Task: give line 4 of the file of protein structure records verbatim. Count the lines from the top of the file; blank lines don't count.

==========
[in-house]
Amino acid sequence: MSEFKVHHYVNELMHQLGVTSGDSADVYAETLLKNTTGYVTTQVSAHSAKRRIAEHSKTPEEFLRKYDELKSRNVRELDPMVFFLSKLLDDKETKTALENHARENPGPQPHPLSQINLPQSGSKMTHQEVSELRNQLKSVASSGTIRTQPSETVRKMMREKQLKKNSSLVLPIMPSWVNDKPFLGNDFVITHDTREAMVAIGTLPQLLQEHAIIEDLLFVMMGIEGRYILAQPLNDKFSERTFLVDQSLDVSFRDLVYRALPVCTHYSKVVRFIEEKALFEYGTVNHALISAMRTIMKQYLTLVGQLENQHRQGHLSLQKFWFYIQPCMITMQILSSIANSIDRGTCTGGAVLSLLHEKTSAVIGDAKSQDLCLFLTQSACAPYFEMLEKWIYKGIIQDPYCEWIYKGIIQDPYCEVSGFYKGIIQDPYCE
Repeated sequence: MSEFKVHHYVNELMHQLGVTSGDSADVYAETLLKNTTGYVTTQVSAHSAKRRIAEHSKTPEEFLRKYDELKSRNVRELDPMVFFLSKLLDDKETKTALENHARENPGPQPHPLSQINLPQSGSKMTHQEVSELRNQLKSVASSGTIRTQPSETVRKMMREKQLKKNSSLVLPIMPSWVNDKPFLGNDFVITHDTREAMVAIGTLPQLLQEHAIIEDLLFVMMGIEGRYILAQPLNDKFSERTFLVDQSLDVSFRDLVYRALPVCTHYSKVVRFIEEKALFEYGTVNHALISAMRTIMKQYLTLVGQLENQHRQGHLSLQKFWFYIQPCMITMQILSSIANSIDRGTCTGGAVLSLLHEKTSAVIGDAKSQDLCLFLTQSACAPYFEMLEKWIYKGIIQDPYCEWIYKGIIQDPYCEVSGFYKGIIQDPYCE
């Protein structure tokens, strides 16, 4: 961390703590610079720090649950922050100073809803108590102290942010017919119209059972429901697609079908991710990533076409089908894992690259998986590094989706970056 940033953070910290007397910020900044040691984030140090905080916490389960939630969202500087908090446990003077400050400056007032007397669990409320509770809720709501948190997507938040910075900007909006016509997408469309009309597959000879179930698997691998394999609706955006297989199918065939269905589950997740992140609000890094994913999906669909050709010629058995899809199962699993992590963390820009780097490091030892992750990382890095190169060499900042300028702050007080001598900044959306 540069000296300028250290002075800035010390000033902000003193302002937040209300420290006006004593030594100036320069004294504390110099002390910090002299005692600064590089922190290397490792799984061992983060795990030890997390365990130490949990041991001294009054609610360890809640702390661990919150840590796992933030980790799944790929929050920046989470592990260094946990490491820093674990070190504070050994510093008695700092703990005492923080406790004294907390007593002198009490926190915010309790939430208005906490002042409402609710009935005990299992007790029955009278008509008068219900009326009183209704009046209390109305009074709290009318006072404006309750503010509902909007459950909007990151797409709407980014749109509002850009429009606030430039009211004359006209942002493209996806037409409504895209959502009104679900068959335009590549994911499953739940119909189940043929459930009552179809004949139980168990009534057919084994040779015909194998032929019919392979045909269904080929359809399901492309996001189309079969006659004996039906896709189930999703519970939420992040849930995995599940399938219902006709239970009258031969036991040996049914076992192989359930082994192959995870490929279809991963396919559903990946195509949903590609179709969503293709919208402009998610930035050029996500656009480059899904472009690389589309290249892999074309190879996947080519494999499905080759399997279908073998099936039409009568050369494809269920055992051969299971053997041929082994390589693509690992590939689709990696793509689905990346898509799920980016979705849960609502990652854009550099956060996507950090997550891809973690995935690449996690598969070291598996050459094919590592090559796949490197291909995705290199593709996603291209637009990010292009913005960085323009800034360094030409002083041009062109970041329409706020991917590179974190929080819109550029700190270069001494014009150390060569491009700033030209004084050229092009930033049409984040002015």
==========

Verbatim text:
């Protein structure tokens, strides 16, 4: 961390703590610079720090649950922050100073809803108590102290942010017919119209059972429901697609079908991710990533076409089908894992690259998986590094989706970056 940033953070910290007397910020900044040691984030140090905080916490389960939630969202500087908090446990003077400050400056007032007397669990409320509770809720709501948190997507938040910075900007909006016509997408469309009309597959000879179930698997691998394999609706955006297989199918065939269905589950997740992140609000890094994913999906669909050709010629058995899809199962699993992590963390820009780097490091030892992750990382890095190169060499900042300028702050007080001598900044959306 540069000296300028250290002075800035010390000033902000003193302002937040209300420290006006004593030594100036320069004294504390110099002390910090002299005692600064590089922190290397490792799984061992983060795990030890997390365990130490949990041991001294009054609610360890809640702390661990919150840590796992933030980790799944790929929050920046989470592990260094946990490491820093674990070190504070050994510093008695700092703990005492923080406790004294907390007593002198009490926190915010309790939430208005906490002042409402609710009935005990299992007790029955009278008509008068219900009326009183209704009046209390109305009074709290009318006072404006309750503010509902909007459950909007990151797409709407980014749109509002850009429009606030430039009211004359006209942002493209996806037409409504895209959502009104679900068959335009590549994911499953739940119909189940043929459930009552179809004949139980168990009534057919084994040779015909194998032929019919392979045909269904080929359809399901492309996001189309079969006659004996039906896709189930999703519970939420992040849930995995599940399938219902006709239970009258031969036991040996049914076992192989359930082994192959995870490929279809991963396919559903990946195509949903590609179709969503293709919208402009998610930035050029996500656009480059899904472009690389589309290249892999074309190879996947080519494999499905080759399997279908073998099936039409009568050369494809269920055992051969299971053997041929082994390589693509690992590939689709990696793509689905990346898509799920980016979705849960609502990652854009550099956060996507950090997550891809973690995935690449996690598969070291598996050459094919590592090559796949490197291909995705290199593709996603291209637009990010292009913005960085323009800034360094030409002083041009062109970041329409706020991917590179974190929080819109550029700190270069001494014009150390060569491009700033030209004084050229092009930033049409984040002015």